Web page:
Jump to navigation Jump to main content

UT Southwestern faculty featured in historic statue exhibit honoring women in STEM professions

Four women sitting at table in front of a field of orange statues
From left Drs. Nina Niu Sanford, Julie Mirpuri, Danielle Robertson and Kirsten Tulchin-Francis are featured in the #IfThenSheCan – The Exhibit installed at NorthPark Center.

Four UT Southwestern faculty members are featured in an exhibit at NorthPark Center to encourage girls’ interests in science, technology, engineering, and math (STEM) careers. The #IfThenSheCan – The Exhibit highlights 125 ambassadors who represent the AAAS IF/THEN Ambassadors Program. Julie Mirpuri, M.D., Assistant Professor of Pediatrics; Nina Niu Sanford, M.D., Assistant Professor of Radiation Oncology; Danielle Robertson, O.D., Ph.D., Associate Professor of Ophthalmology; and Kirsten Tulchin-Francis, Ph.D., Assistant Professor of Health Care Sciences and Prosthetics-Orthotics were selected as ambassadors in 2019.

Statues representing 125 IF/THEN ambassadors from around the U.S. are on display at NorthPark Center through October.

Statues representing ambassadors from Texas institutions and organizations are placed inside NorthPark Center.

Statue of Dr. Julie Mirpuri

Statue of Dr. Danielle Robertson

Statue of Dr. Nina Niu Sanford

Statue of Dr. Kirsten Tulchin-Francis

 
 

The exhibit was inspired by a study that found that few statues in major American cities feature women in public spaces. The display of 3D-printed statues is historic because it showcases the most women statues ever assembled in one location, at one time. IF/THEN is an initiative of Lyda Hill Philanthropies. (The Dallas-based philanthropist is a UTSW donor. In 2015, she established the Lyda Hill Department of Bioinformatics.) The IF/THEN title comes from the phrase: “IF we support a woman in STEM, THEN she can change the world.”

The statues are on display at NorthPark through October 24.

About UTSW’s IF/THEN Ambassadors:


Woman in black jacket standing next to statue of her

Julie Mirpuri, M.D.

  • Neonatologist
  • Assistant Professor of Pediatrics
  • Research interest: Neonatal microbiome development
“I love what I do and feel so fortunate to be able to be a physician-scientist. For me personally, this exhibit is epic in the magnitude of the message it sends to all young girls out there – that they can be anything they want. As a young girl I was told many times by many different people that I shouldn’t try and become a doctor. My hope is that no other girl out there will ever be told they can’t be a scientist, engineer, astronaut, etc. They can! This exhibit demonstrates beautifully that they can be whatever they want!”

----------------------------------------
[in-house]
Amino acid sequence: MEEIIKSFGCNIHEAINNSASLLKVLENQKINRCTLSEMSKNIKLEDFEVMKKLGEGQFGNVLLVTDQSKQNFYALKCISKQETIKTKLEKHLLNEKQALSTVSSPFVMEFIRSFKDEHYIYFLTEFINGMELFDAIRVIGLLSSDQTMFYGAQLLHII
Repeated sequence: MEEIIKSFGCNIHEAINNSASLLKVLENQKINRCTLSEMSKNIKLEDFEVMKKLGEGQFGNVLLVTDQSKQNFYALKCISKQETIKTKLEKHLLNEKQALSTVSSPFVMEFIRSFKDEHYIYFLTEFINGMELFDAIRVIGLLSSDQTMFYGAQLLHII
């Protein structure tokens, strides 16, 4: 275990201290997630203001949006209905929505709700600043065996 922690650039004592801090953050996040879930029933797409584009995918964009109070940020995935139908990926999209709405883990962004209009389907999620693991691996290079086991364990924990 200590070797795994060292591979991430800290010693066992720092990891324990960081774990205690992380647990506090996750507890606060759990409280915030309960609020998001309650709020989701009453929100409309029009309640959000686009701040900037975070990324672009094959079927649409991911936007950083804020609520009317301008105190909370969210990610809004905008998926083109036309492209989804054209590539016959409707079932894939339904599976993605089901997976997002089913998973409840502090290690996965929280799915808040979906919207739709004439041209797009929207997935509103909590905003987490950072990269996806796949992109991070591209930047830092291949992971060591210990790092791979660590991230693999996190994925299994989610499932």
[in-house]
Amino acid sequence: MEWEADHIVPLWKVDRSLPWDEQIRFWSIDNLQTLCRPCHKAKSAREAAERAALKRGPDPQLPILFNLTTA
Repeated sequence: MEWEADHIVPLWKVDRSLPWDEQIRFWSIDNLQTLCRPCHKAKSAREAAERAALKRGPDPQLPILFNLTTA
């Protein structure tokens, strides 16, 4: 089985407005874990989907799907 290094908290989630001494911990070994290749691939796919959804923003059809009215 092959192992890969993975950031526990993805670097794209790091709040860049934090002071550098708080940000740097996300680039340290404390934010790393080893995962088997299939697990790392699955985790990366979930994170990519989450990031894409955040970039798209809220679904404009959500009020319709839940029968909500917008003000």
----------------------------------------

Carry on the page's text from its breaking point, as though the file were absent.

Publications by Dr. Mirpuri

Pediatric care and training at UTSW


 

Woman in black jacket and spotted dress standing next to statue of herself

Danielle Robertson, O.D., Ph.D.

  • Cell biologist and optometrist
  • Associate Professor of Ophthalmology
  • Research interests: Corneal health, dry eye, and infections diseases
  • Visit the Robertson Lab
“It is an honor to be featured in the If/Then statue exhibit. It is a fantastic opportunity to get to represent the University at both a local and national level and show how committed we are to encouraging the next generation of STEM pioneers. An exhibit such as this is a very powerful way to show girls and boys that everyday women can be successful in STEM. Only 30 percent of the STEM workforce is female, so getting this message out at an early age is really a key step in ultimately closing the gender gap.”  

MedBlogs by Dr. Robertson

Ophthalmic care and training at UTSW


 

Woman in tan jacket, white shirt and black pants standing by statue of herself

Nina Niu Sanford, M.D.

  • Gastrointestinal radiation oncologist
  • Assistant Professor of Radiation Oncology
  • Research interests: Clinical trials of adaptive radiation therapy in gastrointestinal cancers, disparities in access to care and cancer outcomes, microbiome and immunotherapy
  • Dedman Family Scholar in Clinical Care
“It’s a huge honor and super exciting to be a part of this exhibit – also a bit surreal to see myself in 3D statue form. As a young female physician in a male-dominated specialty (radiation oncology), I feel a responsibility toward the next generation of women – to help, inspire, and teach. There is already data that women have suffered disproportionately from the COVID-19 pandemic as compared to men, and this disparity is more pronounced among minority populations. So now, more than ever, young women are in need of diverse role models in STEM careers.”

UTSW Newsroom: Research published by Dr. Sanford

MedBlogs by Dr. Sanford

About cancer care, research, and training at UTSW


 

Woman in gray suite standing next to statue of herself

Kirsten Tulchin-Francis, Ph.D.

  • Bioengineer and biomechanist
  • Assistant Professor of Health Care Sciences and Prosthetics-Orthotics
  • Division Director, Movement Science Laboratory at Scottish Rite for Children
  • Research interest: Gait and motion analysis
“I am honored to be a part of this historical exhibit of successful women in STEM. It is my hope that this prominent and public display of women in STEM will be an inspiration to young girls and boys. Successful women in STEM don’t fit into any one mold. As a society, it is imperative that successful women continue to be portrayed publicly through exhibits such as this, as well as in museums and through entertainment such as magazines, TV, and movies.”

About health care professions training at UTSW

Back-to top